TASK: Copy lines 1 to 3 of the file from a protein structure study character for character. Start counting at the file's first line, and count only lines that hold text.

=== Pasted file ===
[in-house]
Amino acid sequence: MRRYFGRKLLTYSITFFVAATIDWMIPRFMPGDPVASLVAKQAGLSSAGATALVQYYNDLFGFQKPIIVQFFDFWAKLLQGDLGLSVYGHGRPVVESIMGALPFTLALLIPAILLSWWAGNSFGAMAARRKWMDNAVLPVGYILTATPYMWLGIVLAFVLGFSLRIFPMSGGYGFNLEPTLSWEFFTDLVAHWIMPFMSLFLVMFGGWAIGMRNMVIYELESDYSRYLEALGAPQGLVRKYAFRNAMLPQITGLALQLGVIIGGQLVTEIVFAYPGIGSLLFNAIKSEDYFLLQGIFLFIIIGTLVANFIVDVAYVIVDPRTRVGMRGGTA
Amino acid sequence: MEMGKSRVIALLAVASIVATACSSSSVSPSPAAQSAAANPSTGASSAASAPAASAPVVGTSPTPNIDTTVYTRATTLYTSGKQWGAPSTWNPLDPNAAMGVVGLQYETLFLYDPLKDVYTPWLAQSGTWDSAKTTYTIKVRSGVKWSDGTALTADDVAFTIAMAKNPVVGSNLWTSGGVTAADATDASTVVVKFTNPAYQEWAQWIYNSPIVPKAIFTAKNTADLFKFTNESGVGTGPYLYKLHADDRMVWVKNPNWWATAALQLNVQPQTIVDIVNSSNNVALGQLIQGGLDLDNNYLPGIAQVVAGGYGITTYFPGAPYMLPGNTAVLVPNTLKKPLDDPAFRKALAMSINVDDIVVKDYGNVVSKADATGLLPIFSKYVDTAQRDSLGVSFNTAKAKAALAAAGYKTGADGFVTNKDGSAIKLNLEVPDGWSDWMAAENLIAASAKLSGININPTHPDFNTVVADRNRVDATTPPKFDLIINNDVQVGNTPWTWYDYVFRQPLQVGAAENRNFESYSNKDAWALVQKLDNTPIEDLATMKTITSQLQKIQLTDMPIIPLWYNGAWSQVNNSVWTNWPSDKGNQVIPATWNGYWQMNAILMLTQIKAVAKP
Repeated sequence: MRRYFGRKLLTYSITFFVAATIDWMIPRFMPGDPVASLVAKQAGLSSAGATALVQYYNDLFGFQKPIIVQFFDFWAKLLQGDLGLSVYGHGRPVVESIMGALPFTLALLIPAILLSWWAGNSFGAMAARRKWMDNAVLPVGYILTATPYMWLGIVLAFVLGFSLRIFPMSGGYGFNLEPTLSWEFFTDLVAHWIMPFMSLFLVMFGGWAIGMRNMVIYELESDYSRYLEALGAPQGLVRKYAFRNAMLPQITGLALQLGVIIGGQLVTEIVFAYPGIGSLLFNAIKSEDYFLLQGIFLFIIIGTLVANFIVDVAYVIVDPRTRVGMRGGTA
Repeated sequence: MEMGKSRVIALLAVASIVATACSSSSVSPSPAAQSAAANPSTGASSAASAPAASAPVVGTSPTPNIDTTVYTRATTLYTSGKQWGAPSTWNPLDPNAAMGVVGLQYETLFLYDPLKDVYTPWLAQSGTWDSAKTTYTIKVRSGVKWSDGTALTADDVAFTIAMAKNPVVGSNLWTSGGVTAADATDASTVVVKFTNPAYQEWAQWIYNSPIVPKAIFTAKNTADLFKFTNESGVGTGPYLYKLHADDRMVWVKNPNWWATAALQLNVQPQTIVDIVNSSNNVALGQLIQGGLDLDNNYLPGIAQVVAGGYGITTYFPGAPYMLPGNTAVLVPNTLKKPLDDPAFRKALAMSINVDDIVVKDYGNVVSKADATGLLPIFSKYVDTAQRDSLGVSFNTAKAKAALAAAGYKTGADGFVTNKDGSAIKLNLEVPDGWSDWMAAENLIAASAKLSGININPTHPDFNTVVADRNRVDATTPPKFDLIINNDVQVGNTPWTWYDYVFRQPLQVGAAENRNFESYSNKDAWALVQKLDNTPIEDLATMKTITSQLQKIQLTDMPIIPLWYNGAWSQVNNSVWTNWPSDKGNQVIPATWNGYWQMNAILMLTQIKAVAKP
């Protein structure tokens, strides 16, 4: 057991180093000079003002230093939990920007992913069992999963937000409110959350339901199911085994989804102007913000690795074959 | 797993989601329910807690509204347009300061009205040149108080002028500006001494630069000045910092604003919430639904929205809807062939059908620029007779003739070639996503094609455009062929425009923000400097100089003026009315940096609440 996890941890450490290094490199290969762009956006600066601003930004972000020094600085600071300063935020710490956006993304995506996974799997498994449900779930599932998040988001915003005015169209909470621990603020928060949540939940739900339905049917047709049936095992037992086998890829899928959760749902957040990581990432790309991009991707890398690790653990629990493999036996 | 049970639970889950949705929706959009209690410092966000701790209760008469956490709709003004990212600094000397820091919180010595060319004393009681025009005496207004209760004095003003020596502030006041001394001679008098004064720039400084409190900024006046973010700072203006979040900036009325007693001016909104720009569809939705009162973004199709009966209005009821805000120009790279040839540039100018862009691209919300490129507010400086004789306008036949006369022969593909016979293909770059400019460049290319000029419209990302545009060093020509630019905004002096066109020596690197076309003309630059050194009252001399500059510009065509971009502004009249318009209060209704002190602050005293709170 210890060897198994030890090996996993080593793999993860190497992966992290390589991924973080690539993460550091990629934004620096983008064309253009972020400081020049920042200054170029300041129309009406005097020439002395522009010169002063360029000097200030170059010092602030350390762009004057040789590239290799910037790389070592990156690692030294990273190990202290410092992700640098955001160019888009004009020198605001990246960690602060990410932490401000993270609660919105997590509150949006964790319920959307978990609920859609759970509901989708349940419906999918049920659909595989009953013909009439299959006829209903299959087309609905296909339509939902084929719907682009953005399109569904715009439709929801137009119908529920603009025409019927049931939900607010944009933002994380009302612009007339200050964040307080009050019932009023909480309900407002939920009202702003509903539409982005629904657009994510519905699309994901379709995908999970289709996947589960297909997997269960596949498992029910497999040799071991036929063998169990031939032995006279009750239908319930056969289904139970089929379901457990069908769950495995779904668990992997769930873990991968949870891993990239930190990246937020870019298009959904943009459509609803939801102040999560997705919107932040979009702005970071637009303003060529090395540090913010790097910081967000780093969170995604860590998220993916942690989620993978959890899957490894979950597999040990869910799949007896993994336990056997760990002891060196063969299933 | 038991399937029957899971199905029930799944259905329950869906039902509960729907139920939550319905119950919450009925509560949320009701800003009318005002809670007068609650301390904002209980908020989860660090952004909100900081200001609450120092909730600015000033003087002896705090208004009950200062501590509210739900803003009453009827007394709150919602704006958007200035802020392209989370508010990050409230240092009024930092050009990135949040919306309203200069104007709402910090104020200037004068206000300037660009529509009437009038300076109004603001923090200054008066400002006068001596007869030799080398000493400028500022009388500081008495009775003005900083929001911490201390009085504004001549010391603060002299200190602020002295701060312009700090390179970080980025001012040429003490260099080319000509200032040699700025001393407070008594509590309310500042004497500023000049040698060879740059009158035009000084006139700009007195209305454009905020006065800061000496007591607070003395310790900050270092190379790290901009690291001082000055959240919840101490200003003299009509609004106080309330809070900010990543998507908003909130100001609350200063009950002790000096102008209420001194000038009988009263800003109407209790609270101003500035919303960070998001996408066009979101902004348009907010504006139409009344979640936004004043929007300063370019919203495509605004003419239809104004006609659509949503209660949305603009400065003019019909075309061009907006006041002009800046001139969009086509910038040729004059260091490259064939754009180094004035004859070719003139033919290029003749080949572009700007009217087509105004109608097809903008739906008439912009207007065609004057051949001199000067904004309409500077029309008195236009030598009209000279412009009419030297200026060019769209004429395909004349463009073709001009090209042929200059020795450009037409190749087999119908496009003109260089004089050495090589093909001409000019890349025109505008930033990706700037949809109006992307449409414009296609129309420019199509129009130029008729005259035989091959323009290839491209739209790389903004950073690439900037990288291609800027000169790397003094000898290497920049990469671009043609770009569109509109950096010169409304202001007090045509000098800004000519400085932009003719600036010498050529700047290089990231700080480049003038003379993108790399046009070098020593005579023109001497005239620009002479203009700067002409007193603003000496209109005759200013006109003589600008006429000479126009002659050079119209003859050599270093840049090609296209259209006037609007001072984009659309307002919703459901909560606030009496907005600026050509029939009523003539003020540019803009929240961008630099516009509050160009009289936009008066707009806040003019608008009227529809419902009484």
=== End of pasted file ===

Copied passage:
[in-house]
Amino acid sequence: MRRYFGRKLLTYSITFFVAATIDWMIPRFMPGDPVASLVAKQAGLSSAGATALVQYYNDLFGFQKPIIVQFFDFWAKLLQGDLGLSVYGHGRPVVESIMGALPFTLALLIPAILLSWWAGNSFGAMAARRKWMDNAVLPVGYILTATPYMWLGIVLAFVLGFSLRIFPMSGGYGFNLEPTLSWEFFTDLVAHWIMPFMSLFLVMFGGWAIGMRNMVIYELESDYSRYLEALGAPQGLVRKYAFRNAMLPQITGLALQLGVIIGGQLVTEIVFAYPGIGSLLFNAIKSEDYFLLQGIFLFIIIGTLVANFIVDVAYVIVDPRTRVGMRGGTA
Amino acid sequence: MEMGKSRVIALLAVASIVATACSSSSVSPSPAAQSAAANPSTGASSAASAPAASAPVVGTSPTPNIDTTVYTRATTLYTSGKQWGAPSTWNPLDPNAAMGVVGLQYETLFLYDPLKDVYTPWLAQSGTWDSAKTTYTIKVRSGVKWSDGTALTADDVAFTIAMAKNPVVGSNLWTSGGVTAADATDASTVVVKFTNPAYQEWAQWIYNSPIVPKAIFTAKNTADLFKFTNESGVGTGPYLYKLHADDRMVWVKNPNWWATAALQLNVQPQTIVDIVNSSNNVALGQLIQGGLDLDNNYLPGIAQVVAGGYGITTYFPGAPYMLPGNTAVLVPNTLKKPLDDPAFRKALAMSINVDDIVVKDYGNVVSKADATGLLPIFSKYVDTAQRDSLGVSFNTAKAKAALAAAGYKTGADGFVTNKDGSAIKLNLEVPDGWSDWMAAENLIAASAKLSGININPTHPDFNTVVADRNRVDATTPPKFDLIINNDVQVGNTPWTWYDYVFRQPLQVGAAENRNFESYSNKDAWALVQKLDNTPIEDLATMKTITSQLQKIQLTDMPIIPLWYNGAWSQVNNSVWTNWPSDKGNQVIPATWNGYWQMNAILMLTQIKAVAKP